For almost a year, through a sustained trickle of information, Americans have learned more and more about unprecedented attacks on the nation’s elections infrastructure. While there is no evidence that vote totals were changed, the attacks did make clear that our voting systems are vulnerable to malicious actors. Next time we may not be so lucky.
One way to guard against future interference and ensure confidence in our voting machines is to ensure that regardless of the machines employed, we have a voter marked paper ballot for each vote that can be used to audit the electronic totals. But unfortunately, 20 percent of registered voters still live in jurisdictions that don’t. The good news is that some states, like Virginia, are recognizing this as a problem and taking concrete steps to secure their election infrastructure.
Earlier this month, the Virginia Department of Elections moved to decertify four paperless voting systems. As a result, 13 Virginia localities must purchase and implement new machines in advance of the state’s November 2017 gubernatorial and legislative elections. In a memorandum to the State Board of Elections, Edgardo Cortes, the Commissioner of the Virginia Department of Elections, wrote that the banned voting machines “exhibited material risks to the integrity or availability of the election process.” The move will affect roughly 200,000 active voters — just shy of Virginia’s 2016 Presidential vote margin.
One of the most troubling and illustrative points Cortes made to the Board of Elections was when he said his office wasn’t going to release any details from its security assessment since other states continue to use the banned voting machines. Based on an analysis of data collected by Verified Voting, the Brennan Center estimates that eight states are using the models deemed too insecure by the Virginia Department of Elections.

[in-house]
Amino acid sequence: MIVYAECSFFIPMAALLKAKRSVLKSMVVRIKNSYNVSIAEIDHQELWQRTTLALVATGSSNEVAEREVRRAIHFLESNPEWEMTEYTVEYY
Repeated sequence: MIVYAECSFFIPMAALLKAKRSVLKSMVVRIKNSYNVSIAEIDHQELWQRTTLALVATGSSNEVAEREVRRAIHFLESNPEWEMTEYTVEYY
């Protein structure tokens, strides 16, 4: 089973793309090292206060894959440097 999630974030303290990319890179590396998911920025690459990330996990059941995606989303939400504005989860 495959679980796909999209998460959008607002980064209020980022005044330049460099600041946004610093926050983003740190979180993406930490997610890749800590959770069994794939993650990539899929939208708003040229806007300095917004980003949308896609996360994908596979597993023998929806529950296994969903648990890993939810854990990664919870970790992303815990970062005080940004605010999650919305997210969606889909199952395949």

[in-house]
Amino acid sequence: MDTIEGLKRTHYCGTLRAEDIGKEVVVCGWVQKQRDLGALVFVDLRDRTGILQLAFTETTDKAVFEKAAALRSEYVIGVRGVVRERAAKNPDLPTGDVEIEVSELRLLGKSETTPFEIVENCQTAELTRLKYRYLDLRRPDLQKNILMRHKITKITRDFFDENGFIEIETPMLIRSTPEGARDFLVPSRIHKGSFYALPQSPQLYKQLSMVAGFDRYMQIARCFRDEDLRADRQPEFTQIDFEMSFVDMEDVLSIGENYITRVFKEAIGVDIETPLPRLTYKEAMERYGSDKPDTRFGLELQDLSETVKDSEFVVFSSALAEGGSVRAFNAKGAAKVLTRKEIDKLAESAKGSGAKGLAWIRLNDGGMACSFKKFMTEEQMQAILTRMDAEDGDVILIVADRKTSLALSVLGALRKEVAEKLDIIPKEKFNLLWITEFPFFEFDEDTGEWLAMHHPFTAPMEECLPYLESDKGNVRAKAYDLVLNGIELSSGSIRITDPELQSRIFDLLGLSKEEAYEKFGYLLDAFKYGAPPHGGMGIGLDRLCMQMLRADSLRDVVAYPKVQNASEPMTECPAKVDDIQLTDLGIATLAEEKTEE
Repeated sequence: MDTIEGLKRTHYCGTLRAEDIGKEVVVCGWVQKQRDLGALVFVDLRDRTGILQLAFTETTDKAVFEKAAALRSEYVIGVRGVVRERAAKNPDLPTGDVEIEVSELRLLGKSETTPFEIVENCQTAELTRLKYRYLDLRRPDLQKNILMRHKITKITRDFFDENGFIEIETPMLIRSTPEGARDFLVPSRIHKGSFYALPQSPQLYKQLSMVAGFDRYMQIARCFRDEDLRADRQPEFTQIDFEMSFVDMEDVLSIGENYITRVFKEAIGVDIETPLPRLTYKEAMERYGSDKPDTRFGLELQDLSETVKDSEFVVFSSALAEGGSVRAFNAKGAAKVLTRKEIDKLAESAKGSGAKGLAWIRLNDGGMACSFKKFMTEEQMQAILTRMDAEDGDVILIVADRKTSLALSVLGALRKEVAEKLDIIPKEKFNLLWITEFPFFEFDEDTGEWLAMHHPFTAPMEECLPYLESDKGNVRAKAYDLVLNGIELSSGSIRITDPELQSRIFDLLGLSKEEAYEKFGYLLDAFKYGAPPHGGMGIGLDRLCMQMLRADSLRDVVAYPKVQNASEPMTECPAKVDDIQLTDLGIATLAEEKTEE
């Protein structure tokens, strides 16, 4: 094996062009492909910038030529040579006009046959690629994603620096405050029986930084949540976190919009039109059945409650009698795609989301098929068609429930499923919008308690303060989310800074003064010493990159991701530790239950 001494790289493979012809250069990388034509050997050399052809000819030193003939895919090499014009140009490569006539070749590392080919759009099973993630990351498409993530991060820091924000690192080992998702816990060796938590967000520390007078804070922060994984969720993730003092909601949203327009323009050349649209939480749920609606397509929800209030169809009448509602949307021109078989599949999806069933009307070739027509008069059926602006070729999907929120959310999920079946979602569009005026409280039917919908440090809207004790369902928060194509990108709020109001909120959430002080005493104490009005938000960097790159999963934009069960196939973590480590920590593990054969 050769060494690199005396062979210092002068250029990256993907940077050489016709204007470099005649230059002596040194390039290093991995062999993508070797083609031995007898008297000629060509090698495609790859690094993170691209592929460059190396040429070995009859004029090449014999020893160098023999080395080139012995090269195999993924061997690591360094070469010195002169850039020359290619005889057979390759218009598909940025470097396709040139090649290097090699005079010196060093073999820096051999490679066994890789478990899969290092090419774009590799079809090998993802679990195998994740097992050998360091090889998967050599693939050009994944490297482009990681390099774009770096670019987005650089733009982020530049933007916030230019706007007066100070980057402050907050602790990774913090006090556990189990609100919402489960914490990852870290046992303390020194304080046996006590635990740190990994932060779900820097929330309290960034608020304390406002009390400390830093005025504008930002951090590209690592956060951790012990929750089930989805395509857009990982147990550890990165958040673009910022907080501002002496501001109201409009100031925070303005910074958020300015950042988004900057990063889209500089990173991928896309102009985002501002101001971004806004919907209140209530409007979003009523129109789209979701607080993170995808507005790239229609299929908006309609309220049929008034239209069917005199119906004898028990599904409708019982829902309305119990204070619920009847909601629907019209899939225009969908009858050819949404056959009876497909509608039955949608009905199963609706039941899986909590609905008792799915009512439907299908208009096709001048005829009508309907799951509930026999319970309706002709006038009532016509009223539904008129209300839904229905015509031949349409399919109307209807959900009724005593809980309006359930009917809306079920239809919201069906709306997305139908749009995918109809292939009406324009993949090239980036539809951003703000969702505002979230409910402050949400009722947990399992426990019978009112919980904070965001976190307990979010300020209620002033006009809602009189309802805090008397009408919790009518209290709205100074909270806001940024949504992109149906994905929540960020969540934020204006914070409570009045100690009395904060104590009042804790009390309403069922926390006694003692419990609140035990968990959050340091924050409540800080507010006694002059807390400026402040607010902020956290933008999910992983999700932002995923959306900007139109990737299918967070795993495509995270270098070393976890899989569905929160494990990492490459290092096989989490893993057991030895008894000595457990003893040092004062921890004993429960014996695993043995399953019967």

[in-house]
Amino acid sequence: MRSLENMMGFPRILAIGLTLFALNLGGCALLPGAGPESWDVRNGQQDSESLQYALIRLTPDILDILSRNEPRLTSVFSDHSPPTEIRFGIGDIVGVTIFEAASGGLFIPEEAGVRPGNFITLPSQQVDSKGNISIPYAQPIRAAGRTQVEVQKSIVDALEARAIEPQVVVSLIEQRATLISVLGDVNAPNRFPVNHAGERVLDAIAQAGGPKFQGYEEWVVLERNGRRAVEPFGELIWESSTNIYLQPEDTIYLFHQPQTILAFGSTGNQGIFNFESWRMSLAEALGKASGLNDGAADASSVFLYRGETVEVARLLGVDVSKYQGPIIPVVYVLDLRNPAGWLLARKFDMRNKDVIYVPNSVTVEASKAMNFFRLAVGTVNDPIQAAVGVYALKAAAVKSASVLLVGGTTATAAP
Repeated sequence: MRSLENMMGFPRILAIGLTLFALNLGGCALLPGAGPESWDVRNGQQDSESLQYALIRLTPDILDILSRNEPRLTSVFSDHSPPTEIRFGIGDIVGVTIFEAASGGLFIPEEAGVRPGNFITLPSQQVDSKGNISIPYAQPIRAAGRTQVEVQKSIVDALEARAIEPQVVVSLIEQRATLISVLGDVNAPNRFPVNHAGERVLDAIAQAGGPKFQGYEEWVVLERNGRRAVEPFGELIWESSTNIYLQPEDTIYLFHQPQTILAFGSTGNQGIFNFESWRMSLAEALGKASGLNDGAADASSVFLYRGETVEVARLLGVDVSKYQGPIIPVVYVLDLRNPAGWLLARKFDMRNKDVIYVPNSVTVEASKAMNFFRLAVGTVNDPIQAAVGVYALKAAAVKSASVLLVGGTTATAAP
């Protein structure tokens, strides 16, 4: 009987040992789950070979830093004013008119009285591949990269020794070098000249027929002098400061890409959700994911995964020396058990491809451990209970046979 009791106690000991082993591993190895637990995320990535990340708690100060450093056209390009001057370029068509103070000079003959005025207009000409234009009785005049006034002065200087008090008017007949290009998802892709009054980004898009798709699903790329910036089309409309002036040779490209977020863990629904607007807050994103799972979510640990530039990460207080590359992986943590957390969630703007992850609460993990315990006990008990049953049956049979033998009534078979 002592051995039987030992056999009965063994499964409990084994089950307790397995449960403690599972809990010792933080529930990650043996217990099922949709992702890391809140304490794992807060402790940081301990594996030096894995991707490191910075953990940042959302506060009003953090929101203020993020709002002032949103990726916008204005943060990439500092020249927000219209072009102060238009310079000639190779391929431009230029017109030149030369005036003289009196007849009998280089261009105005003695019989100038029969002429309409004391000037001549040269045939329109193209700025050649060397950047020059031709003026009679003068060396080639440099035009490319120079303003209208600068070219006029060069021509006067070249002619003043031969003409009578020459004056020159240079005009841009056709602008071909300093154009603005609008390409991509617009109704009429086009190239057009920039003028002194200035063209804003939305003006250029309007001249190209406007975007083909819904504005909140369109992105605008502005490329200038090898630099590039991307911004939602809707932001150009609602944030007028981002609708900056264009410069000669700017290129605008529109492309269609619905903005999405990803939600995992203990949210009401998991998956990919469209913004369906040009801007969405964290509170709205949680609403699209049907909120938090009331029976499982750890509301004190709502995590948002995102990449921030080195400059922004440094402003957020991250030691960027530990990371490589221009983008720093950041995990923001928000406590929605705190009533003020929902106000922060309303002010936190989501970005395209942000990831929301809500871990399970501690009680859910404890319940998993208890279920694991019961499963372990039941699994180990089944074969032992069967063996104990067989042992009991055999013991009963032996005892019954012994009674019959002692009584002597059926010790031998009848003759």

This includes every county in Louisiana and all but two in New Jersey. It is also true of jurisdictions in Pennsylvania, Texas, Indiana, Kansas, Mississippi, and Tennessee. Together, these states possess 111 electoral votes, about 40 percent of the 270 needed to win the electoral college.
Jurisdictions in an additional five states use some other kind of paperless voting system. That means that in total, 40 million registered voters in 13 states are using solely electronic infrastructure. While not all of these jurisdictions use the models banned in Virginia, there is plenty of evidence to suggest that most, if not all, paperless machines have comparable security vulnerabilities. Their susceptibility to hacking has concerned computer scientists and security experts for years.
Whether all 13 states get new, more secure, voting systems ultimately will come down to funding. Election officials in three Virginia localities responded to the state’s decision and raised concerns about finding the money. Their questions are well-founded. In fact, just two years ago, Virginia lawmakers voted against providing localities with $28 million for new machines. Other states, like Arkansas, North Dakota and South Carolina, have either recently rejected or scaled back planes to replace voting systems. The Washington Post noted that paying for more secure machines would be particularly difficult for cash-strapped rural counties in Virginia. Even with a smaller population than urban or suburban counterparts, replacing the infrastructure can cost tens if not hundreds of thousands of dollars.
In the past, the Brennan Center noted that wealthier counties have an easier time finding funding for new machines. On the other hand, poorer — and often rural — counties can end up using machines far longer than they should, sometimes well past the machine’s lifespan. Such a split has the potential to create a two-tiered voting system (a sort of haves and have-nots of elections).
But there is reason to hope that the federal government may step-up to the challenge and provide some much-needed funding for voting technology upgrades. Sens. Lindsey Graham (R-N.C.) and Amy Klobuchar (D-Minn.) co-sponsored an amendment to the National Defense Authorization Act that would provide grants to help states purchase new equipment. In the House, Rep. Mark Meadows (R-N.C.) and Jim Langevin (D-R.I.) co-sponsored a companion to the Graham-Klobuchar amendment, called the PAPER Act. Such bipartisan support for elections funding is a rare sign, and a recognition of not only the scale of the problem but the potentially detrimental consequences of inaction.